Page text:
The surveillance cameras at Pennsylvania State University's Beta Theta Pi fraternity house were so state-of-the-art that they showed pledge Timothy Piazza's color change by the morning after he fell down the stairs during a pledge ceremony at the house, a prosecutor told ABC News.
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Piazza, a 19-year-old sophomore and pledge at Penn State's Beta Theta Pi fraternity, died on Feb. 4, following the fall on the night of Feb. 2. Fraternity members did not call 911 until the morning of Feb. 3, about 12 hours after Piazza's fall, according to a report on the grand jury's investigation.
The Beta Theta Pi house had eight or nine cameras, one for nearly every room in the house, in full color and full broadcast quality, Centre County District Attorney Stacy Parks Miller said, capturing much of what happened to Piazza in the roughly 12 hours after his fall. Parks Miller said Piazza’s skin had turned gray by morning, which was especially noticeable in the final 40 minutes before the 911 call -- the time period prosecutors call the "cover-up" -- during which the students allegedly wanted to make Piazza appear healthier than he was by trying to dress him in clean clothes.
Piazza's death "was the direct result of traumatic brain injuries," according to the forensic pathologist, and 18 Penn State students are facing charges: eight for involuntary manslaughter, aggravated assault, reckless endangerment and hazing, among other charges; four for reckless endangerment and hazing, among other charges; and six for evidence tampering. The Beta Theta Pi fraternity -- which has since been barred from Penn State -- is facing charges including involuntary manslaughter and hazing.
Parks Miller told ABC News the 19-year-old's death was "completely preventable" and caused by recklessness.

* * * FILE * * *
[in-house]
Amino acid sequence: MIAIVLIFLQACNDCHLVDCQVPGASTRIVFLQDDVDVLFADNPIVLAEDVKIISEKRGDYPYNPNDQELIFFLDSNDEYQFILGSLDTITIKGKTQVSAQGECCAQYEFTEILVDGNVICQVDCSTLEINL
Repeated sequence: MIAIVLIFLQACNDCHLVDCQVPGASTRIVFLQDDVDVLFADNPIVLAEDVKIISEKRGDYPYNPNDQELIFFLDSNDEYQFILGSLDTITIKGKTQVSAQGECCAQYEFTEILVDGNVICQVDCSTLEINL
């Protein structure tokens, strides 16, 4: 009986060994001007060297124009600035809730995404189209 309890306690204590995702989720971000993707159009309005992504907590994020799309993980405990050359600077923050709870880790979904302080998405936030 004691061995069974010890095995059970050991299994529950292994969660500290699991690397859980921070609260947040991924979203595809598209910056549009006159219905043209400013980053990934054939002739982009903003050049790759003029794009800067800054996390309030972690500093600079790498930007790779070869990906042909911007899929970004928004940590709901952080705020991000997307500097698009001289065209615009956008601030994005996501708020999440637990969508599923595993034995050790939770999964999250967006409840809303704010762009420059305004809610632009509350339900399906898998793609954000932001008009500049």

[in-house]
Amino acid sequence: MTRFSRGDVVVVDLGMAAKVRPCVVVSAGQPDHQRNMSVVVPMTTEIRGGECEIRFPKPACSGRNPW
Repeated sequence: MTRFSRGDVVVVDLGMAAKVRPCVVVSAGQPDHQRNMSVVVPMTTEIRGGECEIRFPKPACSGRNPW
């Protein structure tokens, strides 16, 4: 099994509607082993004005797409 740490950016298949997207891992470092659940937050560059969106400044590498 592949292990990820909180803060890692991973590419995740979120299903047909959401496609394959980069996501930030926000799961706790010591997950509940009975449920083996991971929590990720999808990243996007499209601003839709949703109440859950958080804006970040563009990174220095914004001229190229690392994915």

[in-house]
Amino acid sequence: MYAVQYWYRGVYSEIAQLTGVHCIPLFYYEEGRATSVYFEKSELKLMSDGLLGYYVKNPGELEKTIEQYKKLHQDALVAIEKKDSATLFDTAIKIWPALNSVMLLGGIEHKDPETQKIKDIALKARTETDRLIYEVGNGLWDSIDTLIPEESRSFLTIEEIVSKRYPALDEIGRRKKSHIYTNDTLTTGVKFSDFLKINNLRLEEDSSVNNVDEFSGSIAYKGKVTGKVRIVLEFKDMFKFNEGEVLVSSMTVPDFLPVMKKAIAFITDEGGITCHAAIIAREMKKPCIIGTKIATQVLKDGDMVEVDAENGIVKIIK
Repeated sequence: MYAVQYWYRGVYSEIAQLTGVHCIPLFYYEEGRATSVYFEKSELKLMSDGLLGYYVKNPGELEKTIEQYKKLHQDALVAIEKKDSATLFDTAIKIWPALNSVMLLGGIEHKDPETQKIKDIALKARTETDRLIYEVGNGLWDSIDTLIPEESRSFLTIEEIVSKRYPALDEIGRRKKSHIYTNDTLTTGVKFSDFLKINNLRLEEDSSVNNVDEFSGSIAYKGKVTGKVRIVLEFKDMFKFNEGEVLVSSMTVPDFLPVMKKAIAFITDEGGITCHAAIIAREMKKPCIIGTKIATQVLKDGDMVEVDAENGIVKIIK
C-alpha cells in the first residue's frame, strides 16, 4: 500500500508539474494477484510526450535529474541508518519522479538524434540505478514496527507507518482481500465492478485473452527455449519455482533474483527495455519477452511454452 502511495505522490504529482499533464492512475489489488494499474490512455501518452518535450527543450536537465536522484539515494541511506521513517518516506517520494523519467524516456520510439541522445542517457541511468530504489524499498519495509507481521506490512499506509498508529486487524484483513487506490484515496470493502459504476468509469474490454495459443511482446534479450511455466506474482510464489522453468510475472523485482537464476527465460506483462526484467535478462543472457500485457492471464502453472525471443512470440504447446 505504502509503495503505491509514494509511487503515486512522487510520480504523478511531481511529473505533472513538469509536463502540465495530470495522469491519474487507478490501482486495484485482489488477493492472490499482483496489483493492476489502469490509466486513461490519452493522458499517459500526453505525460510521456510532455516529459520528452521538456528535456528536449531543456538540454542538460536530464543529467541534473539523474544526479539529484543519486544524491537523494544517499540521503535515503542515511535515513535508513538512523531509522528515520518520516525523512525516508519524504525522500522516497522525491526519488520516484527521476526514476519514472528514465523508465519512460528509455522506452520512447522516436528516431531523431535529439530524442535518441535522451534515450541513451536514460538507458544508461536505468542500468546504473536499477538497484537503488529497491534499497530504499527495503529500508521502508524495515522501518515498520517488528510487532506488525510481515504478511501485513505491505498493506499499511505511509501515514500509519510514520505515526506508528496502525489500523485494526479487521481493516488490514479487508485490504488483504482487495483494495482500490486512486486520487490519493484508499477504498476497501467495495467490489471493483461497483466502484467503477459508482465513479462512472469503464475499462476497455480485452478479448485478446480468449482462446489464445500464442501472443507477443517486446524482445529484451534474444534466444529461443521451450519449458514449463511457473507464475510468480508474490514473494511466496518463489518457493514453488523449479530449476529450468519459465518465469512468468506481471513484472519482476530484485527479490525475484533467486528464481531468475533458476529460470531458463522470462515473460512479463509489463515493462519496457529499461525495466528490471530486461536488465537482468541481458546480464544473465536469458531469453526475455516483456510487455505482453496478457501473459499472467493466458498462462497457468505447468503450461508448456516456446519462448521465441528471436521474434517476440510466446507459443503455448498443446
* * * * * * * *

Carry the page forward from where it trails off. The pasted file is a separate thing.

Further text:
"This was bound to happen," she said, after a toxic amount of alcohol is handed out to pledges semester after semester.
Parks Miller hopes these charges send the message that "if you're going to engage in risky, reckless behavior and that behavior causes the death of someone, you're going to be held responsible."
To the Piazza family, she said, "We will not stop until justice is done for them and for Tim.”
“They took home one son from Penn State and they should have been driving two home."
Here are some details from what happened the night of Feb. 2 and early morning hours of Feb. 3 at Beta Theta Pi, according to the grand jury report, which cited evidence including surveillance video, testimony and phone records.
Piazza was carried upstairs after the fall, appearing unconscious. During the night Piazza was slapped in the face, slammed onto a couch and hit in the abdomen by fraternity members. After 3 a.m., Piazza tried to stand but he fell, hitting his head on the floor. A fraternity brother attempted to shake him but then left the room. Shortly before 4 a.m., Piazza again tried to stand but fell face down on the floor.
At about 5 a.m., Piazza stood and then fell head first into an iron railing, landing on a stone floor. "He gets up again and attempts to go to the front door, but before he reaches it he falls head first into the door," the grand jury report says.
In the early morning hours, brothers saw Piazza in distress but didn't help. At about 10 a.m., fraternity members found the 19-year-old in the basement lying on his back, breathing heavily and with blood on his face. One brother said Piazza's eyes were half open and he felt cold. Three men carried Piazza's unconscious body upstairs and placed him back on the couch. Surveillance footage showed brothers shaking him and trying to prop him up. At 10:48 a.m., a fraternity member called 911. Piazza was hospitalized and died the next day.
The grand jury concluded that after Piazza was taken to the hospital there was an active attempt to conceal evidence of the hazing and underage drinking, from deleting messages to admitting to discussing erasing surveillance video.
According to the grand jury report, in a deleted text that was recovered, one man wrote, "If need be, just tell them what I told you guys, found him behind [a bar] the next morning at around 10 a.m., and he was freezing-cold, but we decided to call 911 instantly, because the kid's health was paramount."